Writing, Reviews, and the Emotional Labor of Social Media

Having any sort of public persona in the 21st century makes you a potential target for hate mail and internet harassment. This is news to no one, and accepted by most people as an occupational hazard–unpleasant, but unavoidable. Across my own social media platforms I usually accrue a handful of unpleasant messages and mentions each week. Nine times out of ten it’s a mundane variation of some criticism of my work or myself which I’ve already heard a thousand times and it’s easy to delete it and move on: the thank u, next mentality which every artist has to cultivate if they don’t want to go stark barking mad. But every now and then there’s a little more vitriol.

This week, I made the mistake of saying readers really shouldn’t tag or “@” authors’ usernames in negative reviews, ensuring that they see the post. (Hashtags–preceded by the ubiquitous #–are a different story, as the author can choose whether or not to track those and see those notifications. That’s not what I’m talking about here.) There are a lot of reasons for this which anybody with a normal sense of empathy can probably deduce without my help. But you might be surprised (I certainly was) how many people disagree and will vociferously defend their right to make sure an author sees every bad review they write. The most common justification is that authors should be interested in seeing constructive criticism of their work. This is a sound theory. Most authors I know are interested in constructive criticism of their work, and they should be. The problem is that this kind of feedback is a lot less constructive than people seem to think. The biggest hitch here is the fact that the work you’re critiquing has already been published; even if it’s an ARC or galley it’s already on its way to press and the author can’t make any changes to it, which relegates that feedback to the category of woulda-shoulda-coulda. Okay, the proverbial devil’s advocate argues, but couldn’t an author apply this feedback to future work? Sure. And they’re probably going to. But this is still a misguided approach, for three reasons: (1) reader feedback is wildly subjective and often contradictory, (2) they’ve already seen it a thousand times, and (3) there’s a big difference between knowingly approaching criticism of your work and being blindsided by it at any random hour of the day somebody feels like posting it.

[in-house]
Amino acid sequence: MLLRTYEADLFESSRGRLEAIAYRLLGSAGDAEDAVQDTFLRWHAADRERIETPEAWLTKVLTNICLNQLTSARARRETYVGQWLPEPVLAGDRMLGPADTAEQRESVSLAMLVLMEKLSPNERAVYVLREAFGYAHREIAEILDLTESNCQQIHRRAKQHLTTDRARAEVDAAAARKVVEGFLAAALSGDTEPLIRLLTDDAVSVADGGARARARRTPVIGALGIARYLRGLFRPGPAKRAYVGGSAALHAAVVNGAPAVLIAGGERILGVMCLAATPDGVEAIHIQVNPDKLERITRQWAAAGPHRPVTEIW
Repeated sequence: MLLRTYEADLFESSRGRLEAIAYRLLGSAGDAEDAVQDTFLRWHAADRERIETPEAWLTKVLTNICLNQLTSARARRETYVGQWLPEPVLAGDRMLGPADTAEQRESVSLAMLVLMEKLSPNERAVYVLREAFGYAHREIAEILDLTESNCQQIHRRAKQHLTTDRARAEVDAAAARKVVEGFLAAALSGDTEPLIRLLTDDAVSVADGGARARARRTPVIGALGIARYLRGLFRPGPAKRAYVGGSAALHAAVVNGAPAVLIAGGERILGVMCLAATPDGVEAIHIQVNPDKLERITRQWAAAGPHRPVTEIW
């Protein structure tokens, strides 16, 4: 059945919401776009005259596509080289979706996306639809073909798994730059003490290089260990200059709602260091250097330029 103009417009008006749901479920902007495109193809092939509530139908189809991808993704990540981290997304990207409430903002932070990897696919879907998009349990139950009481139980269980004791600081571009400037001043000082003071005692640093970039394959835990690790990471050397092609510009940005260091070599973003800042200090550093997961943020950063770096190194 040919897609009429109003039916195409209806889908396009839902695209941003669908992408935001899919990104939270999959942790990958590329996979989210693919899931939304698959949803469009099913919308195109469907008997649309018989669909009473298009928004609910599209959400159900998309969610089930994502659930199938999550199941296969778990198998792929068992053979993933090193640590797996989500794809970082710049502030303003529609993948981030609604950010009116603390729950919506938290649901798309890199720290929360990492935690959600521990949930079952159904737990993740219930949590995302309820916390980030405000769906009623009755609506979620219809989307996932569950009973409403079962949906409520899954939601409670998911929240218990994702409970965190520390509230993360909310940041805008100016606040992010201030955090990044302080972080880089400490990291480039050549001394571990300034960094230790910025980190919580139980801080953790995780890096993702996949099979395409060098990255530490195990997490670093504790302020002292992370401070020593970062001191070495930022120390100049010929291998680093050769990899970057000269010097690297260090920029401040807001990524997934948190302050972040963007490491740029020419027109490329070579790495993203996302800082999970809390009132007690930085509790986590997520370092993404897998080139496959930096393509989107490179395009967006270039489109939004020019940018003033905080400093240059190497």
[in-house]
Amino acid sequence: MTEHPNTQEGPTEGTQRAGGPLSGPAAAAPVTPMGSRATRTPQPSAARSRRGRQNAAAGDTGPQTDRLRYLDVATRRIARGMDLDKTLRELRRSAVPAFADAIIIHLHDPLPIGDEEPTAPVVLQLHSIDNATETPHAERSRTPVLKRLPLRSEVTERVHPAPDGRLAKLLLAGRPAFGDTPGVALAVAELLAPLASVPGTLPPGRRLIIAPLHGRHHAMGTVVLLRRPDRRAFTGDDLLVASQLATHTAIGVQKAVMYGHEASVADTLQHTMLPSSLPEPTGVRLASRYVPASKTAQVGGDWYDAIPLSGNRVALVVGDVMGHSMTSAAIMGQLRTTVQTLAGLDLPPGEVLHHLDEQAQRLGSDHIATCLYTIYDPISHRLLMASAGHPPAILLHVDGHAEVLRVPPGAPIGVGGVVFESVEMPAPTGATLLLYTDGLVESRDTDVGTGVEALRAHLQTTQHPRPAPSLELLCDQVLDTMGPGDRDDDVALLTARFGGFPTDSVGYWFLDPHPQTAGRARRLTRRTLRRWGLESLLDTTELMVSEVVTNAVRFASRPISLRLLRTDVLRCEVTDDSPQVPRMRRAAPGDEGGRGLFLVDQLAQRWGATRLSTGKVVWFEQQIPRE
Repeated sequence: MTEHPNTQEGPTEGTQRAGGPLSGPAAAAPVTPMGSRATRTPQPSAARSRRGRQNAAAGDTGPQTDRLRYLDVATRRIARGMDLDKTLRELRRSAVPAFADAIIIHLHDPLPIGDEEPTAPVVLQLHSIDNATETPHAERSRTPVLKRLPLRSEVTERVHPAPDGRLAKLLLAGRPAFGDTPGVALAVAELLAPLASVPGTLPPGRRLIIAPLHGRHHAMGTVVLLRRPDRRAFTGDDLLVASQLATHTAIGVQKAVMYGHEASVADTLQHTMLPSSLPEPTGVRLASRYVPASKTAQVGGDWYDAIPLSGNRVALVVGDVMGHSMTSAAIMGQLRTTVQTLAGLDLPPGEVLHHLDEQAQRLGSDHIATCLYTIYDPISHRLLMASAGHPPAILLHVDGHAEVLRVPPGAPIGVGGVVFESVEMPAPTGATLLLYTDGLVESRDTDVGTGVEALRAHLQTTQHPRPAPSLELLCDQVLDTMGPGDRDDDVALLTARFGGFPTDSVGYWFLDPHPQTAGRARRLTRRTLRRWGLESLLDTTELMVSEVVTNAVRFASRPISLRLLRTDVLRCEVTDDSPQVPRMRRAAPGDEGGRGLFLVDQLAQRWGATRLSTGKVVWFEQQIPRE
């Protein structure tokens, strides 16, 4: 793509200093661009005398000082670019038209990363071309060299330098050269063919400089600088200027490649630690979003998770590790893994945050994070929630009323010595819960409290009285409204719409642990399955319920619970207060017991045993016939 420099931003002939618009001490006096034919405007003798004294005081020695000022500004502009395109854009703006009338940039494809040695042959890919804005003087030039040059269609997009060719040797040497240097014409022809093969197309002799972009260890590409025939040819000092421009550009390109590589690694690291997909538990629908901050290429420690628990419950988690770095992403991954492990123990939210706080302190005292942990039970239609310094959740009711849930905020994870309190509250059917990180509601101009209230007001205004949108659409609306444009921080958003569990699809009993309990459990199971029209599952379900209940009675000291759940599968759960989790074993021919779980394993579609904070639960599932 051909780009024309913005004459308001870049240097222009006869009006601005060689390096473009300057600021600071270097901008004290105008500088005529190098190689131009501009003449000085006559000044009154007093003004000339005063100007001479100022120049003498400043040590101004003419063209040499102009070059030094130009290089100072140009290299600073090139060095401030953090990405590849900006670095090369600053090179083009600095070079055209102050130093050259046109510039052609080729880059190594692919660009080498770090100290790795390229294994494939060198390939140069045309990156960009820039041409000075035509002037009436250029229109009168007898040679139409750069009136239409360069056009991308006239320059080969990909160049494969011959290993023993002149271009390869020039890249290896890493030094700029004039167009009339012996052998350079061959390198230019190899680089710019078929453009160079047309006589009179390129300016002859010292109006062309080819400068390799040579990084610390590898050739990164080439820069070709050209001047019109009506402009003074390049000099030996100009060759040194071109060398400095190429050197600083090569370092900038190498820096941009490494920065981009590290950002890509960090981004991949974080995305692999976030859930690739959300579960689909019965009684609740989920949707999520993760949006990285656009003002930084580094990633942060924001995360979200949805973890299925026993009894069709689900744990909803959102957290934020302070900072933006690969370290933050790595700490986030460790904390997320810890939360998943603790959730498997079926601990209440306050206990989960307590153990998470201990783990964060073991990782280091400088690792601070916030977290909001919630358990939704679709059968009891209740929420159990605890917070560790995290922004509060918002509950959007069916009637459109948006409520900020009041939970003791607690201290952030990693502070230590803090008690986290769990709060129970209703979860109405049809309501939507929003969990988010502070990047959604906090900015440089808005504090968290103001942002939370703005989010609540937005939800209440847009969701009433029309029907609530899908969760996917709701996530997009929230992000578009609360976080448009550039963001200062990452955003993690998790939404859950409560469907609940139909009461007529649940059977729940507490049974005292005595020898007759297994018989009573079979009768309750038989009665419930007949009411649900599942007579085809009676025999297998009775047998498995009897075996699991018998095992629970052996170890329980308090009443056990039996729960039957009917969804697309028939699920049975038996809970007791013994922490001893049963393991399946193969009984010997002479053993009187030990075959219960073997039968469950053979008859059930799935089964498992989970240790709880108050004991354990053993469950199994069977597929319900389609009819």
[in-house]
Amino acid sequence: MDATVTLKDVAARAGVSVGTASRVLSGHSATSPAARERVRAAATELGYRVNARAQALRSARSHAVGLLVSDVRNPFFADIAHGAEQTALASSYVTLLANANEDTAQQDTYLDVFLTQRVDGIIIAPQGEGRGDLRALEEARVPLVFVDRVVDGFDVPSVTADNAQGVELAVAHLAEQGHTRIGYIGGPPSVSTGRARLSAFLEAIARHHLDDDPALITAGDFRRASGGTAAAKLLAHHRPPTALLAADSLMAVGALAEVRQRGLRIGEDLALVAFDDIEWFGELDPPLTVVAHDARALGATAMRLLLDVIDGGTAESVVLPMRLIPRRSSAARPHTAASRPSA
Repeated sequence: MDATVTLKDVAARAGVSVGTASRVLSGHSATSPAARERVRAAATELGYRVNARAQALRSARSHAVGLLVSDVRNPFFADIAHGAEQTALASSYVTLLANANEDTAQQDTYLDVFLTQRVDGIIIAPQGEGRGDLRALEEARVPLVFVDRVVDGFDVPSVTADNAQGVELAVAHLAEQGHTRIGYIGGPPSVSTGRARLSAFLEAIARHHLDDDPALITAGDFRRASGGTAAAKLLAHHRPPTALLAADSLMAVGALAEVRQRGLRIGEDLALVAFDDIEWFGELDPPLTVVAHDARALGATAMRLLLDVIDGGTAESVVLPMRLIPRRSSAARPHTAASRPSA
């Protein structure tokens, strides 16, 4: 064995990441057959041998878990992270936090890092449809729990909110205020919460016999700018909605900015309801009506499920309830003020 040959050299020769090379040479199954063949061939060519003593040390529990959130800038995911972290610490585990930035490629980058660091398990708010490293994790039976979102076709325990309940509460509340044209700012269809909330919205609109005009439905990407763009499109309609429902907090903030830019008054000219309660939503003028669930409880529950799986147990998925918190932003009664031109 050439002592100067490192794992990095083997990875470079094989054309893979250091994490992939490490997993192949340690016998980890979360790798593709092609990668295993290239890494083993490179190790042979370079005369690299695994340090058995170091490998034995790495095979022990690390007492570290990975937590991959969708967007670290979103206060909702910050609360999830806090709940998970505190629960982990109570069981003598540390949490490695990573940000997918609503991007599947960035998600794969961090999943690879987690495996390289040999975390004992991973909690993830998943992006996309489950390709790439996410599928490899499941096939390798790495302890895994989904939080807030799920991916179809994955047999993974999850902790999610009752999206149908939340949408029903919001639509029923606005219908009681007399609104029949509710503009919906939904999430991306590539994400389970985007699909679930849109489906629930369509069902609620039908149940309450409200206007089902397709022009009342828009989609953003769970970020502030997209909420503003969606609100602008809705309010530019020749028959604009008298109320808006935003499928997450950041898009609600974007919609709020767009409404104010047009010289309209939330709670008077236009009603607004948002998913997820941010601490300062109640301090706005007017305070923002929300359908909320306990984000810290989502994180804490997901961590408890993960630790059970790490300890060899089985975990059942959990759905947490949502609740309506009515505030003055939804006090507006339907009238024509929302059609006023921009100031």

To elaborate a little: all art is subjective. No book is going to make every reader happy. All authors know this and they fully expect to see some unfavorable reviews. You might see some criticisms you agree with (I see those all the time) and some you don’t (I see those, too), but more often than not you’re going to see one person complaining about something another person loved. There is no accounting for taste. This issue of contradictory feedback is nothing new to a writer who’s already made it far enough in the process to have random readers tagging them on social media. They’ve talked to agents and editors and writing teachers, many of whom have offered them conflicting advice for how to improve their work. For instance, in the last round of feedback on a manuscript my agent and I have been submitting, multiple professional editors–whose entire job is to improve a writer’s work–gave us completely contradictory opinions about what the book’s strengths and weaknesses were. Hard to know what to make of that or how to put it into practice. Now multiply it by several thousand amateur reviewers on the internet and you have some idea what navigating reader feedback is actually like and why it’s not nearly as helpful as it might sound. Moreover, by the time a book hits the shelves, the author has already seen a dizzying array of reviews, from Kirkus to Goodreads. Chances are, you’re not telling them anything they haven’t already heard.